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European Court Rules That Khodorkovsky's Rights Were Violated


Former Russian oil tycoon Mikhail Khodorkovsky finally has something to smile about.
The European Court of Human Rights has found Russian authorities guilty of violating the rights of Mikhail Khodorkovsky, but ruled it had no proof the former oil tycoon's jailing on fraud and tax-evasion charges was politically motivated.

Once Russia's richest man, Khodorkovsky was detained in 2003 in a case critics saw as retribution for his political ambitions and stinging criticism of then-President Vladimir Putin.

The Strasbourg-based court ordered Russia to pay Khodorkovsky 24,000 euros ($35,000) in court costs and damages for rights violations, including being held in "degrading" and "humiliating" conditions. It also deemed his arrest unlawful.

Khodorkovsky's lawyers hailed the ruling as a victory in his protracted battle with the Russian government.

"We had been waiting for this day for seven years," lawyer Karinna Moskalenko told reporters. "Today we are satisfied. Today we welcome this judgment of the European Court."

Fraud, Tax Evasion

The 47-year-old Khodorkovsky and his business partner Platon Lebedev are currently serving lengthy prison sentences on charges of fraud and tax evasion. Their jail term was extended to 2017 in a second trial for embezzlement and money laundering in December, and a Moscow court upheld their conviction last week. The court, however, reduced the sentences by a year to a total of 13 years.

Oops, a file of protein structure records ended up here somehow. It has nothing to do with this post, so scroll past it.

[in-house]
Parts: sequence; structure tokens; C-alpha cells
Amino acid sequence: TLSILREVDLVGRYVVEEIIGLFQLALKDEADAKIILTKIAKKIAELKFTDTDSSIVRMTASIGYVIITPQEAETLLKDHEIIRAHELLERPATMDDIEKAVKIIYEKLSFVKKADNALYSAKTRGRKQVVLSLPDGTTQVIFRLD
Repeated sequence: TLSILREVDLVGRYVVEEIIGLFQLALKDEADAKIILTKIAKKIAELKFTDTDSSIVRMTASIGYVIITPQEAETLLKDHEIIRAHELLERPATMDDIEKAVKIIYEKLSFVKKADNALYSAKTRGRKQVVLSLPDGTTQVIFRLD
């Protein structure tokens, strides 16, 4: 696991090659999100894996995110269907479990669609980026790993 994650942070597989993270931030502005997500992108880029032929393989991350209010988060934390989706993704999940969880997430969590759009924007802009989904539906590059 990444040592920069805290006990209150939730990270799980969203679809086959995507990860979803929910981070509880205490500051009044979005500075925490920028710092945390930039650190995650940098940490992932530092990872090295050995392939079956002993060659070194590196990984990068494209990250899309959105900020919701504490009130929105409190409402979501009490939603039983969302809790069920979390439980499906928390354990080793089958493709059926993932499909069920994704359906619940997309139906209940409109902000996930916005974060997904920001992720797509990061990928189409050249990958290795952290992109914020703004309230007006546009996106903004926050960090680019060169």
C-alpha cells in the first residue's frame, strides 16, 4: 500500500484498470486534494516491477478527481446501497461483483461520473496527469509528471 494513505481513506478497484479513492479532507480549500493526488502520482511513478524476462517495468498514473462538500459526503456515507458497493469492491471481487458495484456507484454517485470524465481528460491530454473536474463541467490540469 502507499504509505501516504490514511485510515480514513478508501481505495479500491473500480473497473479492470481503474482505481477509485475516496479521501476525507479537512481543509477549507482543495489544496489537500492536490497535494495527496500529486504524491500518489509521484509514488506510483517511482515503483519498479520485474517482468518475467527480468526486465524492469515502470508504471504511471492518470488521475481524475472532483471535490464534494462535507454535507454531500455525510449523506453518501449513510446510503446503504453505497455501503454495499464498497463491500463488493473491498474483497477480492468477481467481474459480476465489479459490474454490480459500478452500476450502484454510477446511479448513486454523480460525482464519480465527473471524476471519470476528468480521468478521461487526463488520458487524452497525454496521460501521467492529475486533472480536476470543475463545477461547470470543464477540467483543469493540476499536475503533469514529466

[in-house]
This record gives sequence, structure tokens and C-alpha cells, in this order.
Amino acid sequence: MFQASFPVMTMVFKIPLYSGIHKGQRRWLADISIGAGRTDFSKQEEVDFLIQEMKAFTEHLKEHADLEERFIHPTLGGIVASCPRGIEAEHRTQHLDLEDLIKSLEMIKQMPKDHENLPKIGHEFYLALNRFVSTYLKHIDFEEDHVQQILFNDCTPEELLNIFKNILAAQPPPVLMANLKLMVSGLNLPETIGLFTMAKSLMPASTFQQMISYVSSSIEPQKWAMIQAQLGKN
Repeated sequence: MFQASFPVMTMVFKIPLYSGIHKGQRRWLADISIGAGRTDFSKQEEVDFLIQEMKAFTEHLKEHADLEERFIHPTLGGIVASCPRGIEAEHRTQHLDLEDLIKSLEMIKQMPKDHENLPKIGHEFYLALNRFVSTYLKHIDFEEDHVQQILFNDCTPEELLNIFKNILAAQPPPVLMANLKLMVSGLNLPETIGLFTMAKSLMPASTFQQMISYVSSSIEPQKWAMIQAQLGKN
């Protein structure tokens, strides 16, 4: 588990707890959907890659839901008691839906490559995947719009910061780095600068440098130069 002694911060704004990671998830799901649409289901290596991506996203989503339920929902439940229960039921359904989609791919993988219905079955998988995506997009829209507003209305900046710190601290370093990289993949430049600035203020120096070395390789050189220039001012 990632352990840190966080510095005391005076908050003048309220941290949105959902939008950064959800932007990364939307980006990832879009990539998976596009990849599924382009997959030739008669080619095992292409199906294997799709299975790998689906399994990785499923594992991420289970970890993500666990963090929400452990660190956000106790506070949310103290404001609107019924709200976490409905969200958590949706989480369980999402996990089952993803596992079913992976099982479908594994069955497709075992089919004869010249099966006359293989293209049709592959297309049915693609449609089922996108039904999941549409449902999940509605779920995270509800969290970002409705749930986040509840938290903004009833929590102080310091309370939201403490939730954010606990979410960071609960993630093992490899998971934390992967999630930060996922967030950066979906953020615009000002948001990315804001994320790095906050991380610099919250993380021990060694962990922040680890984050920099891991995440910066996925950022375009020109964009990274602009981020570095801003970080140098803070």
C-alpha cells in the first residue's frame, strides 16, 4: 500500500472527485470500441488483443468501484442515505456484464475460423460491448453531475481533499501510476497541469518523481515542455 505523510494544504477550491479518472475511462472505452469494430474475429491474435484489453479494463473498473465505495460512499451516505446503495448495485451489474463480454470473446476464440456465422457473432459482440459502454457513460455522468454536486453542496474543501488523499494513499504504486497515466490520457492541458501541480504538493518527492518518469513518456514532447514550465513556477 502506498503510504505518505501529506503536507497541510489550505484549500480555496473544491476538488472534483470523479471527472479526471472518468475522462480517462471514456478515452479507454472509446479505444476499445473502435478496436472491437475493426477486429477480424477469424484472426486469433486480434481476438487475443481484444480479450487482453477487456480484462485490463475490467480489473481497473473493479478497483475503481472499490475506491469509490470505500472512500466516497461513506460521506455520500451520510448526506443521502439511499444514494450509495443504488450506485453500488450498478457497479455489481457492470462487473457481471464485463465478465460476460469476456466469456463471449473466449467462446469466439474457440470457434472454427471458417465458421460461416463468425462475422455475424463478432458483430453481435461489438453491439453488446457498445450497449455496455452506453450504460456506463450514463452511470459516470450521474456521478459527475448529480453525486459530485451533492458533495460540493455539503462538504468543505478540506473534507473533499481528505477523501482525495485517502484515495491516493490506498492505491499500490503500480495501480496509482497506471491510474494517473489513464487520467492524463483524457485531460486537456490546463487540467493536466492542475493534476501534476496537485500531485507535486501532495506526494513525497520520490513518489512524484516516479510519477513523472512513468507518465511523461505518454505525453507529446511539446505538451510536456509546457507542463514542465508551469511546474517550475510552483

Both have repeatedly denied wrongdoing.

Today's ruling refers to an application filed in connection with his detention and first trial and is the first of four complaints submitted by Khodorkovsky to the court.

Khodorkovsky was initially detained on grounds that he had failed to appear as a witness in a criminal case. But judges in Strasbourg said the fact that Russian investigators presented him with a 35-page charge sheet within hours suggested they had been "prepared for such a development" and "had wanted Khodorkovsky as a defendant" rather than a simple witness.

The judges also condemned the Russian authorities for extending his pretrial detention twice without justification.

Not Enough Proof

The court, however, rejected Khodorkovsky's claim that the legal onslaught against him is politically motivated.

It agreed the case "might raise some suspicion" over the government's motives to prosecute him but stressed that "claims of political motivation behind prosecution required incontestable proof, which had not been presented."

Lyudmila Alekseyeva, a veteran Russian rights activist, voiced disappointment at the court's decision not to recognize the trial as political.

The ruling comes just days after Amnesty International declared Khodorkovsky and Lebedev prisoners of conscience in connection with their second trial and conviction.

But lawyers for Khodorkovsky sought to downplay the setback.

"When a court -- whether it is the Strasbourg court, the U.S. Supreme Court, or any other national court -- finds serious and repeated breaches of fundamental rights," lawyer David Pannick said, "that is a major victory for the claimant and a major defeat for the government, whether or not the court also attributes -- as it very rarely does -- a bad-faith motive to that government,"

The ruling does not mean investigators will revisit Khodorkovsky's conviction. A similar decision in which the European Court in 2007 ruled Lebedev's arrest illegal had not affected his terms of confinement.

Today's ruling nonetheless fuels hope that his request for parole will be granted.

His lawyers announced late on May 30 that Khodorkovsky and Lebedev had filed for parole, for which they are technically eligible having served more than half their prison sentences.

While Putin, who is now prime minister, has hinted the former tycoon could face fresh charges, President Dmitry Medvedev said earlier this month that Khodorkovsky posed "absolutely no danger to society" if released.

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